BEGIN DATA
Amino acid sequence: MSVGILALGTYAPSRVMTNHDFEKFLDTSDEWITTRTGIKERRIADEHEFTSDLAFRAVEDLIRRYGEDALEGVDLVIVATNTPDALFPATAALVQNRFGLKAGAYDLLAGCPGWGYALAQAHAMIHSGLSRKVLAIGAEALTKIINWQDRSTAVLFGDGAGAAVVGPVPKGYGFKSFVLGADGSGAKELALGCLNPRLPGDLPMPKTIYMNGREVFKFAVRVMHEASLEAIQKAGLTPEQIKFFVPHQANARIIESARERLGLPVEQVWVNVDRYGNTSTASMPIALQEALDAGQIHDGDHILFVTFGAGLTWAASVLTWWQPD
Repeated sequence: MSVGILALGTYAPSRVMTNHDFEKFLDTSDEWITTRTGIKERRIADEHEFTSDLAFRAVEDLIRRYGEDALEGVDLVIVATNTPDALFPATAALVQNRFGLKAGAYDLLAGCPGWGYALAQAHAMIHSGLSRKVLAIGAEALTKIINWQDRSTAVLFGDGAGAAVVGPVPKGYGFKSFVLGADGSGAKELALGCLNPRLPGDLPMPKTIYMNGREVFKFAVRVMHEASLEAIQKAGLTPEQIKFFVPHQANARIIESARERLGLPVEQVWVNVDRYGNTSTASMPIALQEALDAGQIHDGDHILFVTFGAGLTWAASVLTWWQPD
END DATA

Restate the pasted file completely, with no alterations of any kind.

Amino acid sequence: MSVGILALGTYAPSRVMTNHDFEKFLDTSDEWITTRTGIKERRIADEHEFTSDLAFRAVEDLIRRYGEDALEGVDLVIVATNTPDALFPATAALVQNRFGLKAGAYDLLAGCPGWGYALAQAHAMIHSGLSRKVLAIGAEALTKIINWQDRSTAVLFGDGAGAAVVGPVPKGYGFKSFVLGADGSGAKELALGCLNPRLPGDLPMPKTIYMNGREVFKFAVRVMHEASLEAIQKAGLTPEQIKFFVPHQANARIIESARERLGLPVEQVWVNVDRYGNTSTASMPIALQEALDAGQIHDGDHILFVTFGAGLTWAASVLTWWQPD
Repeated sequence: MSVGILALGTYAPSRVMTNHDFEKFLDTSDEWITTRTGIKERRIADEHEFTSDLAFRAVEDLIRRYGEDALEGVDLVIVATNTPDALFPATAALVQNRFGLKAGAYDLLAGCPGWGYALAQAHAMIHSGLSRKVLAIGAEALTKIINWQDRSTAVLFGDGAGAAVVGPVPKGYGFKSFVLGADGSGAKELALGCLNPRLPGDLPMPKTIYMNGREVFKFAVRVMHEASLEAIQKAGLTPEQIKFFVPHQANARIIESARERLGLPVEQVWVNVDRYGNTSTASMPIALQEALDAGQIHDGDHILFVTFGAGLTWAASVLTWWQPD